On the issue of having to do nothing and waking up to the Absoluteness, perhaps it is possible for some to awaken without doing nothing, not even having a desire for it,  but even those teachers who say we need to do nothing ( in terms of action) have all done all sorts of practices in the past before arriving at that conclusion. That includes Sakyamuni Buddha who practiced for several years under various teachers  and, finally dissatisfied and still with a goal and an unshakable  resolve, sat under the tree for his final enlightenment.  We can never be sure that those practices did not have a cumulative  effect in transcending the conditioned mind and attaining Oneness with the SELF.  Although those who are functioning in a state of enlightenment may  be clearly able to see the futility of any effort, it is not clear that lack of any effort on their part would have helped them see  'Reality' in the first place.

I still would like to ask someone the question about why the SELF (the big SELF) creates the egoic self (i.e. that our conditioned mind is none other than our own SELF-- according to Ramana Maharshi and others)  and at what point it decides to seek itself.  Yes, this may not be an Advaitic question, but it is nevertheless a question we need to ask if we assume the small self  and thoughts, feelings and all other stuff of everyday life arise from the same substrate as our true SELF.

  It seems like an elaborate game and any curious mind would start to think why consciousness would create such an elaborate set up.  What's the point of it all?  Why  did consciousness in the human form begin to build this 'egoic mind' that has brought about this strong identification with our bodies resulting in a sense of separateness from each other and all other beings.  May be we won't have answers to all of this.  But surely others have had these questions and perhaps some enlightened beings have had something to say about this?

A: I have never been accused of sounding like a neo-advaitin before! My next book will distance me from modern teaching of all varieties once and for all.

It seems that your missing the point I was making is caused by failing to recognize clearly the distinction between paramArtha and vyavahAra (and this is the principal problem of the neo-advaitins, too!) and also not understanding exactly what enlightenment is (a common problem).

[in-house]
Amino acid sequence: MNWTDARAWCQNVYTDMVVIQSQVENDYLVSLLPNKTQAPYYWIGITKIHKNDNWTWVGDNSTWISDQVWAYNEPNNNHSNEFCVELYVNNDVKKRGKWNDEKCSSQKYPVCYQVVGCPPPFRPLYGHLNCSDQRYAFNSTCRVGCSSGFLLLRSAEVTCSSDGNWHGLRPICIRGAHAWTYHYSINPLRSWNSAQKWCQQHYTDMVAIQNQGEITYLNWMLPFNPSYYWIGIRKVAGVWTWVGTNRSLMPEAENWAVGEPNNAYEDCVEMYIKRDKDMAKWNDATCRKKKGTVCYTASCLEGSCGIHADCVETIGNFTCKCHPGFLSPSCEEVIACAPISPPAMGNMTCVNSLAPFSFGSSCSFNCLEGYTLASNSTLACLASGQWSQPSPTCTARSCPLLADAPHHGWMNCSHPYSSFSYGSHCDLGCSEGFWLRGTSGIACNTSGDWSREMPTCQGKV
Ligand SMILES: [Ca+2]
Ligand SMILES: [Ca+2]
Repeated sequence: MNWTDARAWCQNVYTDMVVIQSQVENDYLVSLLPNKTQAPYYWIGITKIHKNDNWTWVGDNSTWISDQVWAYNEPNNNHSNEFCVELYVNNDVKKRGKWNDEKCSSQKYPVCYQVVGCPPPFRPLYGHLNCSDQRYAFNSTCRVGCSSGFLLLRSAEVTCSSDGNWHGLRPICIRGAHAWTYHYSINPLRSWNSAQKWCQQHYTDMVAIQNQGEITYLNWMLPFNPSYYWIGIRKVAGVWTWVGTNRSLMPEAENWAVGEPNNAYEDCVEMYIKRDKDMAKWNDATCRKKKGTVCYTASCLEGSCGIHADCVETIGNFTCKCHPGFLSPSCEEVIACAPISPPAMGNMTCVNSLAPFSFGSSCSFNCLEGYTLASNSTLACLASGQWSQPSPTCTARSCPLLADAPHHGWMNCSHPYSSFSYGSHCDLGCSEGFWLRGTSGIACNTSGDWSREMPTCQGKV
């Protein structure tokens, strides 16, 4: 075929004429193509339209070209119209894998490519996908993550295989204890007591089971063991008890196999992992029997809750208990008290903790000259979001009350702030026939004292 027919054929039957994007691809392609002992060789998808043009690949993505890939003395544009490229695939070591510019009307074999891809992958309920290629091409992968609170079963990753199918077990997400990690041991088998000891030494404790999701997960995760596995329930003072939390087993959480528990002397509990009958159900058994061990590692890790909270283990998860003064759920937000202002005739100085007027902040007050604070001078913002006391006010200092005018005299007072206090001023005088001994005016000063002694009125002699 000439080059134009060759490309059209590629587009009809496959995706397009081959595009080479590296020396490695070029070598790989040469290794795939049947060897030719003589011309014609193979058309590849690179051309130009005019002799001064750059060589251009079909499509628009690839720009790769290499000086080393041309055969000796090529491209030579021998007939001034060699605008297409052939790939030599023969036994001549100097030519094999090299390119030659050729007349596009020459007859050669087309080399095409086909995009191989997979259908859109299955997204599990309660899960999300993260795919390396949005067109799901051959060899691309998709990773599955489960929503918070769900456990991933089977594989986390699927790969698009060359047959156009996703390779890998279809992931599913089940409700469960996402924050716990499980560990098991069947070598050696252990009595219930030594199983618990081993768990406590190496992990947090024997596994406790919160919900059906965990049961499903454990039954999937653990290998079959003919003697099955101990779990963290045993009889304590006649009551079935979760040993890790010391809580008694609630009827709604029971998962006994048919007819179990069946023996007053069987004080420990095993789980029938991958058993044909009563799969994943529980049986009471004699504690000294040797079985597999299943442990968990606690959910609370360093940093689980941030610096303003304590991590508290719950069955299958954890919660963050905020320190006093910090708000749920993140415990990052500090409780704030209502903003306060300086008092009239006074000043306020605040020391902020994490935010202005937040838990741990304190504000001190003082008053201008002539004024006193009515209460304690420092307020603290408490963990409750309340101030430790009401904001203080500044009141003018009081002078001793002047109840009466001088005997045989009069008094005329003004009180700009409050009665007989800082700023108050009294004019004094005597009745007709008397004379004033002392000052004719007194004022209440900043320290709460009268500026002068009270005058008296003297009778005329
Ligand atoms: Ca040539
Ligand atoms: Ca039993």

‘There is no ignorance’, ‘no person’, ‘you are already enlightened’ etc. are typical neo-advaitin statements and they are true only when referring to absolute reality (which you cannot do anyway, pedantically speaking). In reality, there is only the non-dual brahman – end of discussion.

At the relative, empirical level of you and I discussing this in an apparent world of separate things, there is definitely ignorance and there are definitely people, 99.999+ % of whom are not enlightened. Enlightenment is an event in time, in the mind of a person, when the self-ignorance about all of this is replaced by self-knowledge. And, yes, when this occurs it is quite likely that it will be accompanied by an overwhelming feeling of revelation (though not necessarily so). In order to become enlightened, this self-knowledge must be acquired and the best (some would argue only) way is from a qualified traditional teacher. Part of the process also entails the acquisition of certain conducive qualities of mind – discrimination, dispassion, self-control etc. – this is the ‘practice’ element that is often referred to. In itself, practice cannot bring about enlightenment. The problem is ignorance, the only solution is knowledge.

This self-knowledge is irrevocable and unarguable. It is known that the world is only name and form etc. and that all is one. It is not an experience. Indeed the experience continues as before, seeing everything as separate, but it is like still seeing the sun rise in the morning yet knowing that it is the earth that orbits the sun.